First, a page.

Matter v Slovakia 31534/96 [1999] ECHR 38

Proceedings relating to capacity are covered by Art 6 ECHR; in assessing whether the proceedings are completed within a reasonable time, account has to be taken of any complexity arising from the need for expert evidence and any conduct by the patient, but special diligence is required from the court in light of the importance of the question. A forced medical examination, which is an interference for the purposes of Art 8(1), could be a proportionate method of protecting a patient’s rights as part of the resolution of capacity proceedings and so justified for the purposes of Art 8(2) ECHR. [MHLR.]

MHLR

The summary below has been supplied by Kris Gledhill, Editor of the Mental Health Law Reports. The full report can be purchased from Southside Online Publishing (if there is a "file not found" error, it means this particular report is not yet available online). More similar case summaries from the year 1999 are available here: MHLR 1999.

Delays in an application to restore capacity – whether in breach of the reasonable time requirement in Art 6(1) ECHR; forced medical examination – whether in breach of Art 8 - Matter v Slovakia [1999] MHLR 135

Points Arising: Proceedings relating to capacity are covered by Art 6 ECHR; in assessing whether the proceedings are completed within a reasonable time, account has to be taken of any complexity arising from the need for expert evidence and any conduct by the patient, but special diligence is required from the court in light of the importance of the question. A forced medical examination, which is an interference for the purposes of Art 8(1), could be a proportionate method of protecting a patient’s rights as part of the resolution of capacity proceedings and so justified for the purposes of Art 8(2) ECHR.

Facts and Outcome: M’s legal capacity was taken away by a court on the basis that he was mentally ill. In February 1987, he applied to have it restored, and the proceedings were still ongoing in 1999 (though only the period since Slovakia became bound by the ECHR in 1992 was directly taken into account). It was held that these were proceedings to which Art 6 applied, as they determined his capacity to acquire rights and undertake obligations. The application was initially dismissed by the District Court in February 1989 because M had refused to be examined by experts, but this was quashed by the Supreme Court in May 1990; the District Court then appointed an expert and, after M’s continued refusal to be seen, ordered M to see the expert, but this was overturned by the Regional Court in July 1992 as the District Court had not appointed a guardian; subsequently, after a guardian had been appointed and agreed that M should be examined, the District Court ordered this, and the Regional Court upheld the order, and in August 1993 M was taken by police to hospital to be examined. He was in hospital for 2 weeks; the expert opinion was that M’s capacity could be restored partially, which was ordered in November 1993 (with ongoing restrictions on M’s ability to act before public authorities on his own, conclude contracts, assume obligations in writing or work regularly); M’s appeal to the Regional Court, which was delayed as M had objected to the court, resulted in an October 1995 quashing of the order of November 1993 on the basis that the District Court had not heard from the expert, contrary to domestic law. An updated medical report was required, and in October 1996 the District Court requested the Ministry of Health to recommend a second expert, which was done in November 1996; in October 1997, the District Court ordered M’s examination by the second expert, which M refused; in October 1998, the proceedings were stayed pending M’s examination. In November 1996, the guardian requested that another body be appointed, which was done in October 1997; there was a further change of guardian in April 1999.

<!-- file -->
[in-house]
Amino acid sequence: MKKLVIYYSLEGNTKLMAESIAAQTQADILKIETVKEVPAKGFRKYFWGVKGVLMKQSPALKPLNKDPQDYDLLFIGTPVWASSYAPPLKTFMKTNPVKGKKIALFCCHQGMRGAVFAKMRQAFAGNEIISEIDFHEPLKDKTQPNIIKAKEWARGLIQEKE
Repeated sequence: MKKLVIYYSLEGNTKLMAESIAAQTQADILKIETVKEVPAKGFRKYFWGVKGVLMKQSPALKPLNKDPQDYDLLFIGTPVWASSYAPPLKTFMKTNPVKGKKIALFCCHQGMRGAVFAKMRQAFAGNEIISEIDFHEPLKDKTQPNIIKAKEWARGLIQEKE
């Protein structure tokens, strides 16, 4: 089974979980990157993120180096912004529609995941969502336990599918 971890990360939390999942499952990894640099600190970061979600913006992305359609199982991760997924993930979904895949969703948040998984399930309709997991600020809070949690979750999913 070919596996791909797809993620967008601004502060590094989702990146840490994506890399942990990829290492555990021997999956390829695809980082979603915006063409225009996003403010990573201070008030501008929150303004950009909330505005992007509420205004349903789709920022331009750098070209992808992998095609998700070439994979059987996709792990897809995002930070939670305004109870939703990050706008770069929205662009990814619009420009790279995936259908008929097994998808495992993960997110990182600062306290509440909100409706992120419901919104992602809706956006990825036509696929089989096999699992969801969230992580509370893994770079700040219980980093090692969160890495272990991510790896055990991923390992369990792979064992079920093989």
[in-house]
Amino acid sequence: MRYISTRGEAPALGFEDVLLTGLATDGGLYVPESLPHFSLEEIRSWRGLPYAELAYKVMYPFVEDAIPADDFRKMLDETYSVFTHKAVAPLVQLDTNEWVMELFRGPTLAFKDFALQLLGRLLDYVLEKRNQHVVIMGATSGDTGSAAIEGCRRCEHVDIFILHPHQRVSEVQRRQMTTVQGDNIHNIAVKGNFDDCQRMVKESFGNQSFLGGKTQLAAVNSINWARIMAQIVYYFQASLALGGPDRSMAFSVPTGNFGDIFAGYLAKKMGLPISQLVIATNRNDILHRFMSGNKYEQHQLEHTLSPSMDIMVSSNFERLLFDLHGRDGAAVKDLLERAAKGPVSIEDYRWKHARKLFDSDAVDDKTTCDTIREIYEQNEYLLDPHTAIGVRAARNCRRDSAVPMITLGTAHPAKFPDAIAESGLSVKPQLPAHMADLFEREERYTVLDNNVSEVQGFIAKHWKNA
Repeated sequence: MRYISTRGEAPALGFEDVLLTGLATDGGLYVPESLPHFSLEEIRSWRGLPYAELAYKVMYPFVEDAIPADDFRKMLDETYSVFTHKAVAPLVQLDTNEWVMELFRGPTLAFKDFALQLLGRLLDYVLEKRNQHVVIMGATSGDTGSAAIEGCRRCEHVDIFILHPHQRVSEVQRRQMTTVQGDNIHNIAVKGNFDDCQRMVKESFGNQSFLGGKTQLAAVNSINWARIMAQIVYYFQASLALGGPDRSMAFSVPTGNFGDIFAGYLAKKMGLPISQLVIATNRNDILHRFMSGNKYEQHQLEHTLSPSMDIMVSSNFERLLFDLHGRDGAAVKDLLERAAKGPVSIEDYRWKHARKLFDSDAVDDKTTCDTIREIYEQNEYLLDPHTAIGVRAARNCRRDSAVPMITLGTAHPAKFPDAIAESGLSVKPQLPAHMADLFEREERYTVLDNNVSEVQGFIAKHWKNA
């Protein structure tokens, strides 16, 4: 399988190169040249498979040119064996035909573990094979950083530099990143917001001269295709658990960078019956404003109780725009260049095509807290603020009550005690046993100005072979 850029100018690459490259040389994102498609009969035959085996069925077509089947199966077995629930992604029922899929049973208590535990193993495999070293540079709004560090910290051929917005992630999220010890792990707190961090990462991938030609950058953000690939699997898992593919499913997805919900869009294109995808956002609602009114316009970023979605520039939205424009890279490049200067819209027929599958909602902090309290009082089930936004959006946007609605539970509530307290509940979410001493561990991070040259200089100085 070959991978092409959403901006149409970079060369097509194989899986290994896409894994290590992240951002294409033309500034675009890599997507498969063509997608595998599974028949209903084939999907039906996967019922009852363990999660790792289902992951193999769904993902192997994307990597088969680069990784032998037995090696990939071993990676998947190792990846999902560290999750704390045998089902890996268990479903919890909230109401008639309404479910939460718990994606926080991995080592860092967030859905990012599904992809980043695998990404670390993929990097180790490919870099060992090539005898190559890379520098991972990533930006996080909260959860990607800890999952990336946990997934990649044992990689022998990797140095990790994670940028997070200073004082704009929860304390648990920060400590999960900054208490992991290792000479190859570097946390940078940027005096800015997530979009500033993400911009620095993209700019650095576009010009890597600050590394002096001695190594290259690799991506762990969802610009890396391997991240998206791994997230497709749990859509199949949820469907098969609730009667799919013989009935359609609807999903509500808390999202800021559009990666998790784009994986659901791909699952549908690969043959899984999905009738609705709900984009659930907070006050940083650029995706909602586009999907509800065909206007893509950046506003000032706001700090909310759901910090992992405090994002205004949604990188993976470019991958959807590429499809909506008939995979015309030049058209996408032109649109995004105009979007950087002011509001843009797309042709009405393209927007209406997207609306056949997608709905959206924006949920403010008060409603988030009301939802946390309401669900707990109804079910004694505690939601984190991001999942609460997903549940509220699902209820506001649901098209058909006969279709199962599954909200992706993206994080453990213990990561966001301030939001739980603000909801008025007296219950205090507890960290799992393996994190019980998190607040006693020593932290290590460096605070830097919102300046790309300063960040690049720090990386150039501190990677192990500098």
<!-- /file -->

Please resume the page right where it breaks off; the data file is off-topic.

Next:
The European Court of Human Rights determined that this chronology revealed a breach of the requirement in Art 6(1) that there be a trial within a reasonable time. It noted that (i) what was reasonable turned on the facts, including the complexity of the case and the conduct of the parties, but that a special diligence was required if what was at stake was a matter so important as capacity; and (ii) on the facts, there was some complexity because of the need for expert evidence and M had contributed to the delay by his conduct and challenge to the court, but that the District Court’s errors in failing to appoint a guardian at the outset, failing to hear from the expert when it made its order in November 1993, and the unexplained delay in appointing a second expert meant that there had not been the special diligence required in light of the nature of the case, and so the reasonable time requirement of Art 6(1) was breached.

Whilst the forced examination of M in hospital amounted to an interference with the right to respect for private life in Art 8(1), it was justified under Art 8(2) as it was in accordance with domestic law, pursued the legitimate aim of protecting M’s own rights and health, and was not disproportionate in light of the need to determine the capacity proceedings. In relation to the latter question, an objective standard is applied, and a margin of appreciation is left to the Contracting States, as the national authorities are best placed to determine the complex issues (such as the obtaining of an expert opinion) and have direct contact with the persons concerned.

Old wiki summary

In proceedings to determine whether or not legal capacity could be restored to the applicant, the domestic courts failed to act with the special diligence required by Article 6(1).

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